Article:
You have the power to change your life.

Yes, you.

Even if you don’t think so.

Just because you walked through a door, that doesn’t mean that you can’t just walk right out again and find a better one.

You have more than one chance.

The trick is that you need to believe that you do.

This can feel like a stretch goal depending on the topic. We all have areas where we feel we excel and others where we feel as effective as a fish flopping on a dock. Some people are confident at work, but feel hopeless when dating for example.

Even if you lost faith, you can find it again just like a set of house keys.

If you never had it then understand that faith in yourself can be cultivated.

One of my favorite quotes on the mind is from the sci-fi masterpiece, Dune, “Fear is the mindkiller.”

Most of our mental quandaries stem from fear: fear of the unknown, fear of people seeing us fail, fear of instability, etc. When adults let fear win, we often call it growing up. We tell ourselves that cynicism is a sign of intelligence. We use societal ills, climate change, and woe-as-me memes to justify the fear.

If your inner cynic is scoffing right now because this seems too woo woo, here is a bit an of non-fluffy reality- being a Debbie Downer makes you a pill to be around. And no, I am not talking about the clinically depressed, so hold back your indignation for the mentally ill. I am talking about the tendency of us too-cool-for-school millennials who have mistaken cynicism for intelligence and passive-aggressive self-sabotage as a power flex.

Sure, you can walk around with a stick up your butt, but won’t your life be more pleasant if you pulled it out? How does being a sad sack help the planet or yourself? The good news that you don’t have to be a miserable sod! I say with a cheeky winky face emoji. 😉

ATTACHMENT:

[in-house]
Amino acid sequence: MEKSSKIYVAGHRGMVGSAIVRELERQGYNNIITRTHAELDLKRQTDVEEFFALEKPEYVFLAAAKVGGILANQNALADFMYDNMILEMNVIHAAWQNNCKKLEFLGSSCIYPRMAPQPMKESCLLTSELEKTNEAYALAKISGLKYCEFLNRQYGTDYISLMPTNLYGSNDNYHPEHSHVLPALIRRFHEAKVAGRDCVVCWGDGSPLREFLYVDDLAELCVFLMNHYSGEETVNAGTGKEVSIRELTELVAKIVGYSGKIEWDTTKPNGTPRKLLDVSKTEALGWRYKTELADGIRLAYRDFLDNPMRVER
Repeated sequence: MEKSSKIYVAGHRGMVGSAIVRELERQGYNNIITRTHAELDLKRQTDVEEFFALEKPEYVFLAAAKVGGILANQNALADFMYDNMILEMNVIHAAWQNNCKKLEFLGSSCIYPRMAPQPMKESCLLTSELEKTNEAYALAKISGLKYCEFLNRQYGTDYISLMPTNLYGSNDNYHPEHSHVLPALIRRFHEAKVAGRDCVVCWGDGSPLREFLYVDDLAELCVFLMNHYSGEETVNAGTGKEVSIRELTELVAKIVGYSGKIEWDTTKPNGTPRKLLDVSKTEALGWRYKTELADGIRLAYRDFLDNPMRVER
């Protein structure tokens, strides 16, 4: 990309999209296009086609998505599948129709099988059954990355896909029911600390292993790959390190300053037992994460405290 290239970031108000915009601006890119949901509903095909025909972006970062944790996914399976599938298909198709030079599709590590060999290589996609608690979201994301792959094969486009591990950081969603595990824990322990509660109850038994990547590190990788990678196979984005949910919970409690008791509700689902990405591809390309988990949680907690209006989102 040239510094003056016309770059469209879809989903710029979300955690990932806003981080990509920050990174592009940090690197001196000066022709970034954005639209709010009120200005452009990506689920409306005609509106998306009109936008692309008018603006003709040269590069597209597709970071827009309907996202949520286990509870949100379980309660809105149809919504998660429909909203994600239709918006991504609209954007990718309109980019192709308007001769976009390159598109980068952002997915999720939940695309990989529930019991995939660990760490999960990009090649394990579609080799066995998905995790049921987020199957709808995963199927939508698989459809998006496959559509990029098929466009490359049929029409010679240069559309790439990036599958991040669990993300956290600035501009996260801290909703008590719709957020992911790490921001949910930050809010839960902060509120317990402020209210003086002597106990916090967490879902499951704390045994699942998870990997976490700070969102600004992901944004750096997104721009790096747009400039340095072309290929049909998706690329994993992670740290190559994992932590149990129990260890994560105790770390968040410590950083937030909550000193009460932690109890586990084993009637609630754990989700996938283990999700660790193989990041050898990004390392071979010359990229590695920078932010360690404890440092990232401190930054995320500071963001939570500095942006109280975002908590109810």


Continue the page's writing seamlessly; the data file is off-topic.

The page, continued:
Most likely you are reading this from a computer in the US or the UK where by virtue of birth and citizen, you are already living better with more opportunities than 80% of the planet. I don’t say that to shame you or the dismiss any real institutional failings in the developed world, I am saying that you remind you that you have more than you know at your disposal. It’s just a matter of opening your eyes and seeing what you have in your corner.

Vision is a funny thing. We can have 20/20 vision and fail to see what is right in front of us. It doesn’t matter if it is a typo in an essay or an opportunity in our career. It’s like the Baader-Meinhof Phenomenon in reverse. As people grow up, even in lands of plenty, we put blinders on our dreams.

We abdicate control.

We fall into cynicism.

We stop believing.

Cue a Journey power ballad.

Ownership over yourself is the greatest act of self-care, the most empowering act of resilience, and the most humbling part of analyzing your own demons. There is a cold comfort in surrendering to external limitations. You can always point the blame outward. It’s tougher to stare in the mirror at your own demons, the decisions that you made, the paths you took yourself… We all have to accept that we have caused a percentage of our own problems.

Some people might be triggered by that last sentence. I am not talking about victims of crimes or natural disasters, I am talking about the times where we have lost our temper, made the wrong choice, did the bad thing in the place with the people, etc. If you’re honest with yourself, you can think of at least a handful of times when you have shot yourself in the metaphorical foot.